Let friends in your social network know what you are reading about. The life was long drained from Lynette Daley by the time the cops rolled up to the lonely beach where her naked body lay. A link has been sent to your friend's email address.
Facebook defends its action
Skip to content. Aboriginal women from the remote Central Australian community of Ampilatwatja performing at a public ceremony in to protest against the Northern Territory intervention. Facebook is facing scathing criticism Down Under, after suspending multiple accounts for sharing the above photo of Aboriginal women performing a public ceremony. In a speech honoring International Women's Day, indigenous rights activist Celeste Liddle spoke about women of the central Australian Arrernte Aboriginal group, to which her family belongs, and their representation on the Internet.
Updated March 14, Facebook has suspended the profiles of people who shared an article about Aboriginal feminism, because it contains a photograph of two Indigenous women in traditional attire. Celeste Liddle, a feminist and freelance author, gave the keynote speech at the Queen Victoria Women's Centre's annual International Women's Day address, and a version of her speech was published by online publication New Matilda. When New Matilda published the speech, the outlet included a photograph of two women who were participating in a ceremony wearing traditional body paint and with bare chests.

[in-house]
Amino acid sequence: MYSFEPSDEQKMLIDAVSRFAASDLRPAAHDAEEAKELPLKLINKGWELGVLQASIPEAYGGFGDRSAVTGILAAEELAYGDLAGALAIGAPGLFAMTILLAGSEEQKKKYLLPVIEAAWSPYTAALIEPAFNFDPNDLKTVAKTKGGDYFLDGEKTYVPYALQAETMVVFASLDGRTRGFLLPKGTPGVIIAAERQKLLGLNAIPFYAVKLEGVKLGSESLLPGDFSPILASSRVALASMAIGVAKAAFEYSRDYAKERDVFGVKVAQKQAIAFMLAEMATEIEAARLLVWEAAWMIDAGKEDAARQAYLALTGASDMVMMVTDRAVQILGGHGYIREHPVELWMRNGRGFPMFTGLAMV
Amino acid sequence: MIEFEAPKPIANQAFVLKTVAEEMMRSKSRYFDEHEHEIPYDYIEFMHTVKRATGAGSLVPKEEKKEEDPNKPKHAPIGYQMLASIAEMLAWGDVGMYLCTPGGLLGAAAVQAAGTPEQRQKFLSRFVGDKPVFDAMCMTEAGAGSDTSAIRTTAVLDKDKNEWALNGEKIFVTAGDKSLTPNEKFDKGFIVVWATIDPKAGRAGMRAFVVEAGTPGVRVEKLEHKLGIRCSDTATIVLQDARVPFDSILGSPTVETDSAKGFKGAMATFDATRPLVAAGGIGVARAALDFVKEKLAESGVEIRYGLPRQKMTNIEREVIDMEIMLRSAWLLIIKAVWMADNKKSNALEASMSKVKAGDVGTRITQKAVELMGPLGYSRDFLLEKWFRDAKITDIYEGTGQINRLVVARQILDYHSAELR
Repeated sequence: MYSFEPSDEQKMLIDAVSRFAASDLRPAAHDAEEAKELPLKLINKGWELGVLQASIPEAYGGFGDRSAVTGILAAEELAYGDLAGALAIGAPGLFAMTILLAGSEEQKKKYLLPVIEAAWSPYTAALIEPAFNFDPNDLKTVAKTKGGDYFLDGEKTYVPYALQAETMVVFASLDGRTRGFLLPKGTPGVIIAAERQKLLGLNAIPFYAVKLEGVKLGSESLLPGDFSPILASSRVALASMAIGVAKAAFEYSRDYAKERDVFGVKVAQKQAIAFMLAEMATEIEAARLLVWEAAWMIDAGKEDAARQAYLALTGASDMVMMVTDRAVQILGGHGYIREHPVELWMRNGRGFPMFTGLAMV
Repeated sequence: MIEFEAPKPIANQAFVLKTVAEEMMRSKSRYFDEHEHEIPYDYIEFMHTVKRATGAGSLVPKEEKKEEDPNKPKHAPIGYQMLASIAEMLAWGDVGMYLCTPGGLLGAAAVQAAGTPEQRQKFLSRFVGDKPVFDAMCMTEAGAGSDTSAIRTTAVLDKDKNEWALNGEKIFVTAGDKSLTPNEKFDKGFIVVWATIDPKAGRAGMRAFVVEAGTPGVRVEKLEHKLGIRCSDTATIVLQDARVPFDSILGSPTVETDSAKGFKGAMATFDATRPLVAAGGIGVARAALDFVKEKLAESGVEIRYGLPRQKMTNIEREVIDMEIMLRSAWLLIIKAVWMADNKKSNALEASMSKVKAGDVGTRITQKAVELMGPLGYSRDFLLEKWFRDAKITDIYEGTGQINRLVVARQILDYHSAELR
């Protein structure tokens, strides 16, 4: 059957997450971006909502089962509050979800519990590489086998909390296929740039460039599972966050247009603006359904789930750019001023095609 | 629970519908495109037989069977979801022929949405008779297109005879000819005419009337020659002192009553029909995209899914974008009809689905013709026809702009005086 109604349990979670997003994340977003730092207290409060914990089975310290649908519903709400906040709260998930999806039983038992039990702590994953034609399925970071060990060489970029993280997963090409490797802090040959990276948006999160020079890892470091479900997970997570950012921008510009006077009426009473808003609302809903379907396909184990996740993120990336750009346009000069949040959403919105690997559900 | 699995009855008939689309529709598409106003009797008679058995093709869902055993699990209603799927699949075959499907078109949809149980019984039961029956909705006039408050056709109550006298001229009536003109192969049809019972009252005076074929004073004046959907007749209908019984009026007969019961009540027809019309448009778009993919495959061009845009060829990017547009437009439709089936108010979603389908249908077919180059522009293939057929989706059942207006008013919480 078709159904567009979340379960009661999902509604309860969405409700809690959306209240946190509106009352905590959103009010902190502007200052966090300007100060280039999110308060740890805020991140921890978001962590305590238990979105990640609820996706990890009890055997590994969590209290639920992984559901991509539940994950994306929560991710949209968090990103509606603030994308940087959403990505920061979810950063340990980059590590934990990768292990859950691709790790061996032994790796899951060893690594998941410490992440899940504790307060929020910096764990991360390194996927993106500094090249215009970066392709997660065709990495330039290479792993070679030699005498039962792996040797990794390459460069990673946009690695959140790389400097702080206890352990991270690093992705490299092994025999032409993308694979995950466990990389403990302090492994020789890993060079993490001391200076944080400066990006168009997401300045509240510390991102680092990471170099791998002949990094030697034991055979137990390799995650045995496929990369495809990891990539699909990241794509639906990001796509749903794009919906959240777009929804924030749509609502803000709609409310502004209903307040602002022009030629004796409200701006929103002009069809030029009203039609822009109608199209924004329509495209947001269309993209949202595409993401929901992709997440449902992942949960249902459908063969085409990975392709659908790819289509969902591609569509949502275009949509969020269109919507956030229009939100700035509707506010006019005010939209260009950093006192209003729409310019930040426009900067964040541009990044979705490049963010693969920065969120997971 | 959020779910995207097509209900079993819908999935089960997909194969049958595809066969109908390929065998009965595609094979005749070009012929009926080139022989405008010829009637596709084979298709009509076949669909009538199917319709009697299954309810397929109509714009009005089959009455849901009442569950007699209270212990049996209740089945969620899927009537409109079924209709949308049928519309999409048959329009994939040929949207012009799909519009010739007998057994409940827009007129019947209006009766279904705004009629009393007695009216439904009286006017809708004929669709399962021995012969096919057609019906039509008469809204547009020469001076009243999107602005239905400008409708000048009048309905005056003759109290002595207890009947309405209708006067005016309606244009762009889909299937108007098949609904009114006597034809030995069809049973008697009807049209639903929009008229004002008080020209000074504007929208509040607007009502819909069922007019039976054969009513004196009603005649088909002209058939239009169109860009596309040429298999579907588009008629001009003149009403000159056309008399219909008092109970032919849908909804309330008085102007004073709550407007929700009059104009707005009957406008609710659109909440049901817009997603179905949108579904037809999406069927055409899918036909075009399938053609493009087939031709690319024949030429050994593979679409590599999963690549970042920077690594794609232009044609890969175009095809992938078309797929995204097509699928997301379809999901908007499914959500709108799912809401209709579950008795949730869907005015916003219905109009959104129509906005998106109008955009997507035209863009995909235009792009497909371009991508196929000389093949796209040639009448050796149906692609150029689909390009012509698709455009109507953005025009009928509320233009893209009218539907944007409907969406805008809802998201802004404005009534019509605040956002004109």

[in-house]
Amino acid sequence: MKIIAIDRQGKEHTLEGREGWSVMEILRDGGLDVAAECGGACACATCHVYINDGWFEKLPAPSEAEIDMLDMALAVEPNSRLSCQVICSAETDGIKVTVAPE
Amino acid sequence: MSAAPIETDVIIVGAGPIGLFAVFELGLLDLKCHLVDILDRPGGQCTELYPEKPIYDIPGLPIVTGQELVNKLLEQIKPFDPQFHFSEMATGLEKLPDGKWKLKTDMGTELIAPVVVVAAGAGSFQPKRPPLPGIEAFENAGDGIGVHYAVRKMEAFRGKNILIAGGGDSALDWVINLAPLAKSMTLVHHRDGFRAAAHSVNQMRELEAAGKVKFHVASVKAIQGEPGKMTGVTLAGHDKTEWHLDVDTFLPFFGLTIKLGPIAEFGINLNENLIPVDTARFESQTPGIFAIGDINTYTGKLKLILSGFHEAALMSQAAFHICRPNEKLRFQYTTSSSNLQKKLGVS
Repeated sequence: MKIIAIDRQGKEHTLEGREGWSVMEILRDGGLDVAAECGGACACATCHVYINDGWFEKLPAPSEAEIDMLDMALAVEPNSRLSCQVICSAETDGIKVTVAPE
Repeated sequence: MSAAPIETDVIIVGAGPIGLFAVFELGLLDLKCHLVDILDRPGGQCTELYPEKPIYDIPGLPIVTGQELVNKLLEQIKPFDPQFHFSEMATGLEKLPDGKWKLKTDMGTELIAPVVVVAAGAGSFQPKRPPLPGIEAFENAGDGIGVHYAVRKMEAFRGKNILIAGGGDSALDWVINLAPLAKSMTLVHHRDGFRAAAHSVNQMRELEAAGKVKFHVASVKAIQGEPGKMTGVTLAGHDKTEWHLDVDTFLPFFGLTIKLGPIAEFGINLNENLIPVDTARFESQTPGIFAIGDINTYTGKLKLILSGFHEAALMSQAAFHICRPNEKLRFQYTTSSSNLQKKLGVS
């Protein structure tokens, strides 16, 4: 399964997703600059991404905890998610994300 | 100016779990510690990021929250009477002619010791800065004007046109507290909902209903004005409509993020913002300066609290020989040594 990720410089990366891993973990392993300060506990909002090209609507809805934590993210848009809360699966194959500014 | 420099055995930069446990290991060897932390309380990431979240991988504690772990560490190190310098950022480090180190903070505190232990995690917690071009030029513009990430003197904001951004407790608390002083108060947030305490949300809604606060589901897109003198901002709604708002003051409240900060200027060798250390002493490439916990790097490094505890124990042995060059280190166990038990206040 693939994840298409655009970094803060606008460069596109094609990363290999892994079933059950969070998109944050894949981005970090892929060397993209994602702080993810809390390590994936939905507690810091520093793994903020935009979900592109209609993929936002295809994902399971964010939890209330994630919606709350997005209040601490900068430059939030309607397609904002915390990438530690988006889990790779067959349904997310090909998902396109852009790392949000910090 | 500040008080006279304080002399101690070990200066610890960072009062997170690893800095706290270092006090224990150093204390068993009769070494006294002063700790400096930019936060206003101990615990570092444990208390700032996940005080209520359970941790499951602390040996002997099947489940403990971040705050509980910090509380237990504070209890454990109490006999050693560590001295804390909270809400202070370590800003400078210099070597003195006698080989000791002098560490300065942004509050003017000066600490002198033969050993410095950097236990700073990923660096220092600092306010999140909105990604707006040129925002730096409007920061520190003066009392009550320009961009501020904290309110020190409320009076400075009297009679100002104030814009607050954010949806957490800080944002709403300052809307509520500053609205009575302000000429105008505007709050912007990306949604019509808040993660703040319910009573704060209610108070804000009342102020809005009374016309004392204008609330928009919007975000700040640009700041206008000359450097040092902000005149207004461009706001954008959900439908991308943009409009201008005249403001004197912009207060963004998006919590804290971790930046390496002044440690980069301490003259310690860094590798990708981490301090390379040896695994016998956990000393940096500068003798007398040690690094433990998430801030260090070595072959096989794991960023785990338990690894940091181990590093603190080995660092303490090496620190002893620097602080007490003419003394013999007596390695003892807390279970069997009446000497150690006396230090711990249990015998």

It promises a new, global platform for cultural storytelling — a significant opportunity to know one another better than ever before. But major technology platforms are led by western capitalist ideals, and one major consequence of this is that not all stories are treated equally. She spoke about the challenges of her upbringing in Australia, as well as those that women in Aboriginal communities still face — among them, a white western-centric lens on feminism that does not account for international or multicultural voices. In her talk, published in full at the New Matilda , Liddle describes being banned from Facebook four times for sharing a trailer for an Indigenous comedy show that featured images of topless desert women. Although her account has since been reinstated, her experience is another unacceptable example of inappropriate western values. Facebook was contacted for comment. But the campaign seems to sidestep cultural issues, rooted in nothing deeper than a marketing hashtag for a movie , and has attracted numerous celebrity women — most of them white. And we need to defy the idea that the only acceptable images of women are those selected to suit the male gaze, or that men or tech firms! Topics Facebook.